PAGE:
“Blood on the Tracks,” Dylan’s fifteenth album, is released. Although it initially received critical reviews, the album has since been recognized as one of Dylan’s finest recordings. It is also one of his best-selling, reaching #1 on the Billboard album charts and being certified double-platinum. He also releases an eight minute and thirty-two second recording championing former boxer Rubin “The Hurricane” Carter, who was unjustly convicted of a triple murder.
After becoming a born-again Christian in the late seventies, Dylan releases “Slow Train Coming,” an album of gospel music that went platinum. It also produced a hit single, “Gotta Serve Somebody,” which cracked the Top 30.
Failing to achieve commercial success with his own recordings, Dylan co-founds The Travelling Wilburys, a supergroup whose members included George Harrison, Tom Petty, Roy Orbison and Jeff Lynne of the Electric Light Orchestra. Their premiere album, Travelling Wilburys Vol. 1, sold two million copies in the US within the first six months of its release and was eventually certified triple-platinum. Critics feel the album features some of Dylan’s most accessible compositions in years.
Dylan wins an Oscar award for Best Original Song for his self-performed composition, “Things Have Changed,” which appeared in the film Wonder Boys.
“Together Through Life,” Dylan’s thirty-third studio album, is released. The album becomes Dylan’s first to reach number one in the US and UK album charts consecutively, and he becomes the oldest artist (at 67) to reach number one on the Billboard Hot 200. He also releases his first Christmas album, “Christmas in the Heart,” whose royalties Dylan donated to the charities World Food Programme, Crisis (a UK homeless charity) and Feeding America.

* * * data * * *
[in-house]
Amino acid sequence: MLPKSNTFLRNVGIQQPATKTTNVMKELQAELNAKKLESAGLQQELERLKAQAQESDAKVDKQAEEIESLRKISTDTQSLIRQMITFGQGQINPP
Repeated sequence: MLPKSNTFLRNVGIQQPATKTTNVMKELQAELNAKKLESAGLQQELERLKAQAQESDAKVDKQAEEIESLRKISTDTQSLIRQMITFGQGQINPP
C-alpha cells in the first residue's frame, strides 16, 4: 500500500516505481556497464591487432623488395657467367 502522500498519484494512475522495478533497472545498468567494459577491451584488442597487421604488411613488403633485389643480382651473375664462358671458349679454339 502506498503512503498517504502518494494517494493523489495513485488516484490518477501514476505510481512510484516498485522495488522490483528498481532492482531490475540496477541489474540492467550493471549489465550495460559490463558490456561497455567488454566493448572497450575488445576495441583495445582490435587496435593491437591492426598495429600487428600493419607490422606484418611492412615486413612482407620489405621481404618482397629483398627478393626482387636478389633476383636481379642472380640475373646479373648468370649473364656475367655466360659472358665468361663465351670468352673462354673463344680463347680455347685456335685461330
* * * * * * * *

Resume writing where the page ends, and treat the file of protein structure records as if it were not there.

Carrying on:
Bob is great in our book, but we can’t do Mr. Dylan justice with this subpar Timeline. Would you like to join our hopeless cause to archive everything cool here at Histowiki.com by curating this page? The benefits are… 1) get your Bio right here to let everyone know your Bob’s most authoritative fan, 2) free press releases written and submitted by us every time you update the content, 3) we promote YOU as the authority anytime Media needs an interview [optional], 4) get a link back to your social profile to meet other Dylan fans, 5) get another link back to another site you own or like, 6) free membership to our HistoWiki Exclusive How-To section where we show videos on how to do cool things like how to blog for fun and profit, and that’s not all. To get the whole enchilada on this, go to our F.A.Q. page here.
Are we missing anything? Do any of these entries NOT belong? Feel free to make some suggestions below! And hit the Facebook Like button if coming to this page made it worth coming to HistoWiki.com today. Bookmark us now and follow the Timeline’s up coming changes by hitting the “Subscribe to” button below in the comment section!
A big Thank You to the contributors below for helping us stay up to date:
Do you have a correction or valuable addition to the timeline? Context matters! Click here and help this timeline’s curator get the history right!